WASHINGTON — President Donald Trump's early approval ratings look more like the average Ecuadoran or Guatemalan president's than a US commander in chief's, a political science team finds.
After reaching a historic low of 35% approval early in his term last month, Trump's approval rating rose to 40% on Monday following the US missile strike on Syria, according to Gallup, still near record lows for a new US POTUS.
To put Trump's early low approval rating in perspective, political scientist Ryan Carlin of Georgia State University and his colleagues at the Executive Approval Project team looked at how presidents in democracies throughout the Western Hemisphere have fared in approval early in their terms.
Overall, "Trump’s ratings are low compared to most presidents in the [Western] hemisphere since the return to democracy in the 1980s," Carlin told BuzzFeed News by email. In that time, 18 South and Central American presidents have fallen within Trump’s low approval ballpark, at 40% or lower for public approval within their first three months or 100 days since elected in office. All held on to office for just one term, or less — six were ousted early.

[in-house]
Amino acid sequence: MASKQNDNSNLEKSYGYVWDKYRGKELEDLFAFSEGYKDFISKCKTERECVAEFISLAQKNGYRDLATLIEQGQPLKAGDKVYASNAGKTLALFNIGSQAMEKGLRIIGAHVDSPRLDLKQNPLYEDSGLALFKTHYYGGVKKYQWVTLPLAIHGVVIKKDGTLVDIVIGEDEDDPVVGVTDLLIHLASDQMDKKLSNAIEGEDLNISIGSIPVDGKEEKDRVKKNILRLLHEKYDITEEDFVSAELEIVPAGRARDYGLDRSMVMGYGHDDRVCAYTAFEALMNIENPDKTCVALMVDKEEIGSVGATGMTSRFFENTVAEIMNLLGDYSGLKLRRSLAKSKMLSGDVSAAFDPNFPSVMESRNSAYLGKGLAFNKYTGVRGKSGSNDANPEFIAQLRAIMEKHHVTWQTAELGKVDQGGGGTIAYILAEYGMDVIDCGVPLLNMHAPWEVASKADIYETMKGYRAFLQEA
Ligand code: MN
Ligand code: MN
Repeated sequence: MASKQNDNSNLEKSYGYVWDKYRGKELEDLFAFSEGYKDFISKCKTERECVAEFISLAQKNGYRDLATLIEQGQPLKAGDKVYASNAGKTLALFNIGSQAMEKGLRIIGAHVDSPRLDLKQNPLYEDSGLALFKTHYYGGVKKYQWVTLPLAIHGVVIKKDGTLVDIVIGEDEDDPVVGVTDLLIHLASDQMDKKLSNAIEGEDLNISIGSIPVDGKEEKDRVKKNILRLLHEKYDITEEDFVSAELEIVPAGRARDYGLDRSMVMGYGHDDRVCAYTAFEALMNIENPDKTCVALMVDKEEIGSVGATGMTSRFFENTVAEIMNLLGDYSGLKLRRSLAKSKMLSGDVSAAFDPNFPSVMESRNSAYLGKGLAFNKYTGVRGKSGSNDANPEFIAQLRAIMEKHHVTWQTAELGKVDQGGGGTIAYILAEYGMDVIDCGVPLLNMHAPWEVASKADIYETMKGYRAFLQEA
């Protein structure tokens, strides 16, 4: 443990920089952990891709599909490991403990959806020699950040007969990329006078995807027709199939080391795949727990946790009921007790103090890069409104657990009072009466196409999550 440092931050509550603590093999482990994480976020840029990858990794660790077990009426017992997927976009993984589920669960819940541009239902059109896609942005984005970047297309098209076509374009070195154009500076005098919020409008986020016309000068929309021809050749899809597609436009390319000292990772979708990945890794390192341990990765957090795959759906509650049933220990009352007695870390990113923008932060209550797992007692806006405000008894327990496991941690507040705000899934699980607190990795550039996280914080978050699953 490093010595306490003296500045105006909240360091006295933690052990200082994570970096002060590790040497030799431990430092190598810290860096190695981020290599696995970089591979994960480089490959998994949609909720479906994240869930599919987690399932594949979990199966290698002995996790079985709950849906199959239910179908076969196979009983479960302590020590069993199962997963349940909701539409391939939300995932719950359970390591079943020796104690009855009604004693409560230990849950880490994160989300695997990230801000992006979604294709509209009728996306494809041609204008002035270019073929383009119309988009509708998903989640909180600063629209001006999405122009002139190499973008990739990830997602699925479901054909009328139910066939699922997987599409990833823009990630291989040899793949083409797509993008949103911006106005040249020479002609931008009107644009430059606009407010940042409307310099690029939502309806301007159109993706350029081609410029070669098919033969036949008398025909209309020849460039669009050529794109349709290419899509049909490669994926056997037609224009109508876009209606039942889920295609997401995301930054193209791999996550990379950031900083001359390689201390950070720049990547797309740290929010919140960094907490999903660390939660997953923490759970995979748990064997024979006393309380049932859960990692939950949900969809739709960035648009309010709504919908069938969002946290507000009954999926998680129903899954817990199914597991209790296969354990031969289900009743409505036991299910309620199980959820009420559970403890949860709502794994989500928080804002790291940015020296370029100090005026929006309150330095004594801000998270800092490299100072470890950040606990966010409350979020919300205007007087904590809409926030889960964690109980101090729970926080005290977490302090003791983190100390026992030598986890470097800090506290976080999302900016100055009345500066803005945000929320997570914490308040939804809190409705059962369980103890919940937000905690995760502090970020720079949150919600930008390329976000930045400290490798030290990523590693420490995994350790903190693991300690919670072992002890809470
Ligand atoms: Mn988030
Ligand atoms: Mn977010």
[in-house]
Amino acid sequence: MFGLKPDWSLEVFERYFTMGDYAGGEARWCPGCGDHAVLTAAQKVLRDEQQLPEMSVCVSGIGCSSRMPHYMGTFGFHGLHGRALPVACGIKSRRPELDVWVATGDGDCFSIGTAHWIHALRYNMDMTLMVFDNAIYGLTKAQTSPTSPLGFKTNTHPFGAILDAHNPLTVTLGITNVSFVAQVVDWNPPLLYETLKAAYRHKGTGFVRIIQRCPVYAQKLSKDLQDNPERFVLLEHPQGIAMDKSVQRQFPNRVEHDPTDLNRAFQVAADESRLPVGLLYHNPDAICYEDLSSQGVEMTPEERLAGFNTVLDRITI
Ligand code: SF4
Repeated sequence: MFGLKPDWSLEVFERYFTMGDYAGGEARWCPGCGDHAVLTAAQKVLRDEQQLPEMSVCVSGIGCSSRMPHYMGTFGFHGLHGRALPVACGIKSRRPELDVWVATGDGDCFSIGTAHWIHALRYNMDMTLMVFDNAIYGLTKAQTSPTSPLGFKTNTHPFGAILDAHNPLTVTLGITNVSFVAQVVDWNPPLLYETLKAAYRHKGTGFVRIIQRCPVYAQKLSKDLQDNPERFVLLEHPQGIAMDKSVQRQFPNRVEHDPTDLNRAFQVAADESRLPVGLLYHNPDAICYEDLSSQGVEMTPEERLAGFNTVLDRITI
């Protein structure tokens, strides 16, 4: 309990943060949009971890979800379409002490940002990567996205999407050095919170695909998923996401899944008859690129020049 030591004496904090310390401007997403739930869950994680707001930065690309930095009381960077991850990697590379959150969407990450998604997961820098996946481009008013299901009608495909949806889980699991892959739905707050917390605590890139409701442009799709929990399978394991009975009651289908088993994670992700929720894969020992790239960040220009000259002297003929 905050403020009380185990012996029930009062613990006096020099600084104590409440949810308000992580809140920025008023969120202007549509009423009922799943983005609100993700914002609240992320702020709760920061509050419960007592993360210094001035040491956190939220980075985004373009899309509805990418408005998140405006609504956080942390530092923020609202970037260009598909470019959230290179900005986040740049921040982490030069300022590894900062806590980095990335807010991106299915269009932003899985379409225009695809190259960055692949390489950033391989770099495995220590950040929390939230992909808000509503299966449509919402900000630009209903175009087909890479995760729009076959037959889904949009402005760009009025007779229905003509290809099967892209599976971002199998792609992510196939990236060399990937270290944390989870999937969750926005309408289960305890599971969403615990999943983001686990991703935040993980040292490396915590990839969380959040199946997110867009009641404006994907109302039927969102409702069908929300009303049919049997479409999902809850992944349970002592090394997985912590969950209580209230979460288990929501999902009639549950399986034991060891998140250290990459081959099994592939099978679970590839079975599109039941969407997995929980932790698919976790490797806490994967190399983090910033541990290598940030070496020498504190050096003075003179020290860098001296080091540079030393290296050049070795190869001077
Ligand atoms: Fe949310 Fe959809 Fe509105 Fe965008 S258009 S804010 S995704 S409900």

"[Trump] is on par with many who didn’t survive and several who squeaked by despite crippling their society with economic austerity and liberalization," Carlin said. One, José Manuel Zelaya Rosales of Honduras, was overthrown in a semi-coup after he tried to change the Constitution to allow his re-election in 2009.
Trump's approval ratings gain following the Syria bombing is typical for presidents following military action, but such boosts tend to be short-lived, Carlin noted. The death of Osama bin Laden in 2011, for example, lifted Barack Obama's approval rating for less than two months.
Over time, many presidents have achieved lower approval ratings than Trump. Harry Truman, Richard Nixon, Lyndon Johnson, Jimmy Carter, George H. W. Bush and George W. Bush all fell below 35% approval by the end of their terms. Truman was lowest at 22% approval as he left the White House in 1952.
But unlike Trump, all of them enjoyed some approval "honeymoon" early in their presidencies. And the approval database shows that several Latin American countries — Argentina, Colombia, Dominican Republic, Mexico, Panama, Paraguay, Peru, and Venezuela — have never had a president with such poor early opening approval ratings.